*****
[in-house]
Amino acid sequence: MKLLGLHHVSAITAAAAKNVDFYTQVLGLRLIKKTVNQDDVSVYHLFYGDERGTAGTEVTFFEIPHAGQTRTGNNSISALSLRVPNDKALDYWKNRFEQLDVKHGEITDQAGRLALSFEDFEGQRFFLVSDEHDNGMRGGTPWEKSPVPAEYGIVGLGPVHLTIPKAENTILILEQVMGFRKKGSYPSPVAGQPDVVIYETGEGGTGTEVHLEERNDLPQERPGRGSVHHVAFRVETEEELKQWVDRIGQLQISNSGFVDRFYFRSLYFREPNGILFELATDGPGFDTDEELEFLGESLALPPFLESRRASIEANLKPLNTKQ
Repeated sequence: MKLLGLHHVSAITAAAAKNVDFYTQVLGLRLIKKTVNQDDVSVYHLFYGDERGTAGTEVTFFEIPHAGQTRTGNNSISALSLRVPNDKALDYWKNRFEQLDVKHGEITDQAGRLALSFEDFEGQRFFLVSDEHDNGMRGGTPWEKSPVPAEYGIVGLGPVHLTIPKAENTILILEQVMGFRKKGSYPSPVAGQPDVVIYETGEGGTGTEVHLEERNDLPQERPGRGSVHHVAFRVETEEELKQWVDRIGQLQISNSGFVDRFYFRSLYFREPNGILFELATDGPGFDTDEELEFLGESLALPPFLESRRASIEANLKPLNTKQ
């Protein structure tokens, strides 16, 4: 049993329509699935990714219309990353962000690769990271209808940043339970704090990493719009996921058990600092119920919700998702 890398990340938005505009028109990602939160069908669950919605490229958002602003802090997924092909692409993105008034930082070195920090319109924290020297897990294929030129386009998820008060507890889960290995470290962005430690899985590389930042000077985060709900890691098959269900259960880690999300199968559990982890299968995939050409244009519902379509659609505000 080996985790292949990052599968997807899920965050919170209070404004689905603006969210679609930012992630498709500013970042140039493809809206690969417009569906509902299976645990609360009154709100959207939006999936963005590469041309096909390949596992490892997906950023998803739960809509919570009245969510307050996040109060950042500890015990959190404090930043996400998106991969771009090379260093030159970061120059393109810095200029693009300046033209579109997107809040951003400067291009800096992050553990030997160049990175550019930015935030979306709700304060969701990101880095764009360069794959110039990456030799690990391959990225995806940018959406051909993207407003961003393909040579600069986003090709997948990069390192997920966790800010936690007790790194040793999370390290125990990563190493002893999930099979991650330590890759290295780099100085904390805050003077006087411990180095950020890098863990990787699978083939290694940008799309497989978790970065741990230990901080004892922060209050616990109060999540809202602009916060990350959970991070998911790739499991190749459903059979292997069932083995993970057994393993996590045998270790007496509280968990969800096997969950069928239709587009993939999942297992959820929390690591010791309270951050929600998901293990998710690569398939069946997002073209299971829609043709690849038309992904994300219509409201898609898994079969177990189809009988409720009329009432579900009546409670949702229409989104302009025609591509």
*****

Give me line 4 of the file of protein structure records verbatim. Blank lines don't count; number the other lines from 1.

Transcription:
């Protein structure tokens, strides 16, 4: 049993329509699935990714219309990353962000690769990271209808940043339970704090990493719009996921058990600092119920919700998702 890398990340938005505009028109990602939160069908669950919605490229958002602003802090997924092909692409993105008034930082070195920090319109924290020297897990294929030129386009998820008060507890889960290995470290962005430690899985590389930042000077985060709900890691098959269900259960880690999300199968559990982890299968995939050409244009519902379509659609505000 080996985790292949990052599968997807899920965050919170209070404004689905603006969210679609930012992630498709500013970042140039493809809206690969417009569906509902299976645990609360009154709100959207939006999936963005590469041309096909390949596992490892997906950023998803739960809509919570009245969510307050996040109060950042500890015990959190404090930043996400998106991969771009090379260093030159970061120059393109810095200029693009300046033209579109997107809040951003400067291009800096992050553990030997160049990175550019930015935030979306709700304060969701990101880095764009360069794959110039990456030799690990391959990225995806940018959406051909993207407003961003393909040579600069986003090709997948990069390192997920966790800010936690007790790194040793999370390290125990990563190493002893999930099979991650330590890759290295780099100085904390805050003077006087411990180095950020890098863990990787699978083939290694940008799309497989978790970065741990230990901080004892922060209050616990109060999540809202602009916060990350959970991070998911790739499991190749459903059979292997069932083995993970057994393993996590045998270790007496509280968990969800096997969950069928239709587009993939999942297992959820929390690591010791309270951050929600998901293990998710690569398939069946997002073209299971829609043709690849038309992904994300219509409201898609898994079969177990189809009988409720009329009432579900009546409670949702229409989104302009025609591509």